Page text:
After three years of frantic activity by Ben Bernanke & Co., the Federal Reserve has entered a period in which its hands are likely to be tied by a limping economy and the toxic politics of inflation. That is, unless there is another crisis. If you feel the walls closing in a bit, you’re not alone.
The Federal Open Market Committee’s statement Wednesday admits the recovery is going “more slowly” than the central bank expected. But putting on a brave face, the central bank insists the economy will start rolling again in the second half of 2011.
If the economy does bounce, it would enable the Fed to start considering moves in 2012 to sop up some of the funds it has pumped into the financial system. Bernanke was talking wishfully early last year about his exit strategy, and no doubt he’d like to get on with it sooner rather than later.
But the reality is that the economy is going nowhere in a hurry. Banks, for instance, haven’t started lending (see chart, right) in spite of the Fed’s largess.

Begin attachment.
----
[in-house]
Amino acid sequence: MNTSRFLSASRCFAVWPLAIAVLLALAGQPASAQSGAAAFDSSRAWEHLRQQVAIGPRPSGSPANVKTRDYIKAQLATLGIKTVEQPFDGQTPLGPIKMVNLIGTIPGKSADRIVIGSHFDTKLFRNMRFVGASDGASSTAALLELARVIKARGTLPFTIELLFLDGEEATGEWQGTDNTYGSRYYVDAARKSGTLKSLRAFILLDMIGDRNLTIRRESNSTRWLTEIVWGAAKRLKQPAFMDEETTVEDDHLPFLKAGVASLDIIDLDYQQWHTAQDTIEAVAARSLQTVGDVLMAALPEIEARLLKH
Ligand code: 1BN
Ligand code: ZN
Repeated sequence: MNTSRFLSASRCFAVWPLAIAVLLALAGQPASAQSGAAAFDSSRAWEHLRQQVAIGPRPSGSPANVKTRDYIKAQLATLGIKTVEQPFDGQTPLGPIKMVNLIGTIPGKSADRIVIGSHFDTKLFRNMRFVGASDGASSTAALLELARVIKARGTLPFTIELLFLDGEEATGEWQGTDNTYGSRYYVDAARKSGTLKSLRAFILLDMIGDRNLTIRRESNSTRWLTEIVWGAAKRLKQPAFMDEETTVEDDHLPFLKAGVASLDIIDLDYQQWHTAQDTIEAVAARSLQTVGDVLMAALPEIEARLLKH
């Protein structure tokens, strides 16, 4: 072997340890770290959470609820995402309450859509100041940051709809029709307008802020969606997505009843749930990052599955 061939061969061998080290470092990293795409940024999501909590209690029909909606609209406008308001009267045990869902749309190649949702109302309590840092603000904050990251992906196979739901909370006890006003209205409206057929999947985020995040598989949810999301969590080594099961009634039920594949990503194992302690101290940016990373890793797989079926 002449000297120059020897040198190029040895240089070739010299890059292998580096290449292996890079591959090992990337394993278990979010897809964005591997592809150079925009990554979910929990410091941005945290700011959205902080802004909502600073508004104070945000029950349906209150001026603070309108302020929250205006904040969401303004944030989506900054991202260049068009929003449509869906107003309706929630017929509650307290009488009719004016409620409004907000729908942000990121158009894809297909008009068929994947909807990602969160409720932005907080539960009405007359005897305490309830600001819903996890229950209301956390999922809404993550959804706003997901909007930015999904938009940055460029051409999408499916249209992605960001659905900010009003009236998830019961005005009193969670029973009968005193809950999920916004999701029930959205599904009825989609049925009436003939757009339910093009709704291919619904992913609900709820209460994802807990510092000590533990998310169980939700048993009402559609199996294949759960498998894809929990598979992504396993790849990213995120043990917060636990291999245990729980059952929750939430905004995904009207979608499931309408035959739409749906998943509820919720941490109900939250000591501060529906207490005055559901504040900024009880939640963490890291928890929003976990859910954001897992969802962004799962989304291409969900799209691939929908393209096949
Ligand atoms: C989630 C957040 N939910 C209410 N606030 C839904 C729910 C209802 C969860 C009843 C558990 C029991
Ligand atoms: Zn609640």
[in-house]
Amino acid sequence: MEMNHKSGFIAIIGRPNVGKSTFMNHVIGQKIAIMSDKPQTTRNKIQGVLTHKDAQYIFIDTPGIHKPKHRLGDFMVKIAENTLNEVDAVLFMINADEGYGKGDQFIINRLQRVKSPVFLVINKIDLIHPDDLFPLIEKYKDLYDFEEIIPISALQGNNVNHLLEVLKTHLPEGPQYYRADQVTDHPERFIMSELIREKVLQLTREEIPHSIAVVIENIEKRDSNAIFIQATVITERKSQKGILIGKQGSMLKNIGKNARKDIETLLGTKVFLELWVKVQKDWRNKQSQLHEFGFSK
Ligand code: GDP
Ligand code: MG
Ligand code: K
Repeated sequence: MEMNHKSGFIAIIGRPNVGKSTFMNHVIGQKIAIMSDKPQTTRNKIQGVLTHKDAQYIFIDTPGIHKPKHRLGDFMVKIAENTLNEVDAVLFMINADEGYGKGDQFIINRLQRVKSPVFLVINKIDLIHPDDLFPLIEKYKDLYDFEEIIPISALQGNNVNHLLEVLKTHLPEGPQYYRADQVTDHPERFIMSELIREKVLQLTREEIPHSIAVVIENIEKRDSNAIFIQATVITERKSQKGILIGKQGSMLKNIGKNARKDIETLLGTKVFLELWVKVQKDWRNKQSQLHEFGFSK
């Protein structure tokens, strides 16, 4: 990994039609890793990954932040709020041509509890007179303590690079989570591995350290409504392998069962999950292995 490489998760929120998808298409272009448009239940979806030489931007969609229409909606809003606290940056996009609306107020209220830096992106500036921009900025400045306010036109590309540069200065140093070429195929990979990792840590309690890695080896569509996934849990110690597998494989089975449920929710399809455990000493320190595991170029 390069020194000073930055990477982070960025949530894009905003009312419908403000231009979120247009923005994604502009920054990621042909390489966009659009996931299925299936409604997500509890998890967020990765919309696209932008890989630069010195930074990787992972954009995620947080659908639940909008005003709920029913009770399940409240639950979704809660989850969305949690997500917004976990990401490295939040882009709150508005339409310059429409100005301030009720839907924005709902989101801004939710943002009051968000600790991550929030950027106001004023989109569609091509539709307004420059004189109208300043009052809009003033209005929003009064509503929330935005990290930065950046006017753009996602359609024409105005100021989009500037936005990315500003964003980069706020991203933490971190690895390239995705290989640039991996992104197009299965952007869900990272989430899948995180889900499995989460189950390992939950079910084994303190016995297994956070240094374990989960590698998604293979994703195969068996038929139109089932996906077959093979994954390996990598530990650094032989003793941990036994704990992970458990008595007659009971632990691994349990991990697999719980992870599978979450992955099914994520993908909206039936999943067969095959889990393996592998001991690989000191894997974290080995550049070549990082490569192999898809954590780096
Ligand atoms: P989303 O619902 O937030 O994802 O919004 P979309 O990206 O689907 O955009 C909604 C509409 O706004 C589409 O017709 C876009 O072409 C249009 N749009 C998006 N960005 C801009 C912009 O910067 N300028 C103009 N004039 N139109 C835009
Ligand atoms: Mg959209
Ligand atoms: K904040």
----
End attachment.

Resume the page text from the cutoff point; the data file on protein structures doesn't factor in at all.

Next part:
This means growth numbers are unlikely any time soon to improve enough to permit Fed tightening. Meanwhile, we have fallen so far that the economy is unlikely to deteriorate quite as much as might justify more easing.
Economists at Goldman Sachs estimated in a note to clients this month that unemployment forecasts would have to rise by a point and a quarter to give the Fed cover for another round of the bond purchases known as quantitative easing or a similar stimulus.
Unemployment, recently 9.1%, would have to clear 10% this year, 9% next year or 8% in 2013 in order to justify a new Fed easing push, the Goldman research suggests. Alternatively, core inflation estimates would have to drop by a percentage point, suggesting an economy struggling through another brush with deflation.
The bar is set high on the optimistic scenario too. If job creation suddenly caught fire and the unemployment forecast dropped by three quarters of a percentage point (or inflation expectations rose by half a point), the Fed might be forced into tightening policy unexpectedly.
But neither scenario looks terribly likely right now, says Goldman’s Sven Jari Stehn.
“The ‘zone of inaction’ looks wide,” he writes. Bernanke’s message, starting with this afternoon’s press conference, “is unlikely to be pleasant for either the chairman or his audience.” Add the frozen Fed to a long list of unpleasant economic realities.